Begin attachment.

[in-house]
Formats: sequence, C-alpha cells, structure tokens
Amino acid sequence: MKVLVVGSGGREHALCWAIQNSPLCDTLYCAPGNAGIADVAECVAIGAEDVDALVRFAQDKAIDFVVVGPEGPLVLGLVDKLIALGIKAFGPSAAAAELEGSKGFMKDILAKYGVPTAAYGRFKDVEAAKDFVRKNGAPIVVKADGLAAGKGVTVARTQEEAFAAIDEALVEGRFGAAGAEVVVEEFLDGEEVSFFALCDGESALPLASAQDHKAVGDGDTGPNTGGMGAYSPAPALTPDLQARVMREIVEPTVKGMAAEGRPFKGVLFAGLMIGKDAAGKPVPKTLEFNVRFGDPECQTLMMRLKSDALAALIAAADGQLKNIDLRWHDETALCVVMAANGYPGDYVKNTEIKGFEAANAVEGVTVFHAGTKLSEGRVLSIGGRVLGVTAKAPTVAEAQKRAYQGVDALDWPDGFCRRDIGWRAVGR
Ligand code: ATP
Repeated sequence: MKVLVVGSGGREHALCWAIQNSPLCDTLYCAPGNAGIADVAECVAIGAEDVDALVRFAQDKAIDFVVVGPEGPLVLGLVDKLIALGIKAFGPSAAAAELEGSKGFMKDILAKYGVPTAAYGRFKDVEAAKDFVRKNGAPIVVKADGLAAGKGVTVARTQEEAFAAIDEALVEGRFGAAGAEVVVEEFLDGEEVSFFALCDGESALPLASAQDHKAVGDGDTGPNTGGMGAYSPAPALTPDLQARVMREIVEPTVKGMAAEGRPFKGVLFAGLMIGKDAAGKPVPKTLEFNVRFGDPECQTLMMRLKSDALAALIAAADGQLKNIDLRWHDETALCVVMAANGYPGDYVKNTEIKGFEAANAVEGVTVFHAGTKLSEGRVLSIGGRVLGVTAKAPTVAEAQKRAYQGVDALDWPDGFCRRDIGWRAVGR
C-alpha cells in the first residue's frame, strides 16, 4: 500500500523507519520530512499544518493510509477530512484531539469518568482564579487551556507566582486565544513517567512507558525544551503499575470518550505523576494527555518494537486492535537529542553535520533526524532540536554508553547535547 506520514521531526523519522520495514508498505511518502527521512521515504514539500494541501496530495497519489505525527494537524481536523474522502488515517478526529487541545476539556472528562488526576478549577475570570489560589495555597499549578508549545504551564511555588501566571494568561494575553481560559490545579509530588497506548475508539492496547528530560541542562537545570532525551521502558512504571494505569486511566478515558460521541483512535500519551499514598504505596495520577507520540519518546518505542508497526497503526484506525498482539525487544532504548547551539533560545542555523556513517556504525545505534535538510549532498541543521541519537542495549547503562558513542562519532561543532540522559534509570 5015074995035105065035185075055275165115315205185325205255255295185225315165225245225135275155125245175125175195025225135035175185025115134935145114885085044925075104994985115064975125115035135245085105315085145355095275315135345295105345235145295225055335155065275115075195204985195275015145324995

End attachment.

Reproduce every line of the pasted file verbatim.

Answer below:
[in-house]
Formats: sequence, C-alpha cells, structure tokens
Amino acid sequence: MKVLVVGSGGREHALCWAIQNSPLCDTLYCAPGNAGIADVAECVAIGAEDVDALVRFAQDKAIDFVVVGPEGPLVLGLVDKLIALGIKAFGPSAAAAELEGSKGFMKDILAKYGVPTAAYGRFKDVEAAKDFVRKNGAPIVVKADGLAAGKGVTVARTQEEAFAAIDEALVEGRFGAAGAEVVVEEFLDGEEVSFFALCDGESALPLASAQDHKAVGDGDTGPNTGGMGAYSPAPALTPDLQARVMREIVEPTVKGMAAEGRPFKGVLFAGLMIGKDAAGKPVPKTLEFNVRFGDPECQTLMMRLKSDALAALIAAADGQLKNIDLRWHDETALCVVMAANGYPGDYVKNTEIKGFEAANAVEGVTVFHAGTKLSEGRVLSIGGRVLGVTAKAPTVAEAQKRAYQGVDALDWPDGFCRRDIGWRAVGR
Ligand code: ATP
Repeated sequence: MKVLVVGSGGREHALCWAIQNSPLCDTLYCAPGNAGIADVAECVAIGAEDVDALVRFAQDKAIDFVVVGPEGPLVLGLVDKLIALGIKAFGPSAAAAELEGSKGFMKDILAKYGVPTAAYGRFKDVEAAKDFVRKNGAPIVVKADGLAAGKGVTVARTQEEAFAAIDEALVEGRFGAAGAEVVVEEFLDGEEVSFFALCDGESALPLASAQDHKAVGDGDTGPNTGGMGAYSPAPALTPDLQARVMREIVEPTVKGMAAEGRPFKGVLFAGLMIGKDAAGKPVPKTLEFNVRFGDPECQTLMMRLKSDALAALIAAADGQLKNIDLRWHDETALCVVMAANGYPGDYVKNTEIKGFEAANAVEGVTVFHAGTKLSEGRVLSIGGRVLGVTAKAPTVAEAQKRAYQGVDALDWPDGFCRRDIGWRAVGR
C-alpha cells in the first residue's frame, strides 16, 4: 500500500523507519520530512499544518493510509477530512484531539469518568482564579487551556507566582486565544513517567512507558525544551503499575470518550505523576494527555518494537486492535537529542553535520533526524532540536554508553547535547 506520514521531526523519522520495514508498505511518502527521512521515504514539500494541501496530495497519489505525527494537524481536523474522502488515517478526529487541545476539556472528562488526576478549577475570570489560589495555597499549578508549545504551564511555588501566571494568561494575553481560559490545579509530588497506548475508539492496547528530560541542562537545570532525551521502558512504571494505569486511566478515558460521541483512535500519551499514598504505596495520577507520540519518546518505542508497526497503526484506525498482539525487544532504548547551539533560545542555523556513517556504525545505534535538510549532498541543521541519537542495549547503562558513542562519532561543532540522559534509570 5015074995035105065035185075055275165115315205185325205255255295185225315165225245225135275155125245175125175195025225135035175185025115134935145114885085044925075104994985115064975125115035135245085105315085145355095275315135345295105345235145295225055335155065275115075195204985195275015145324995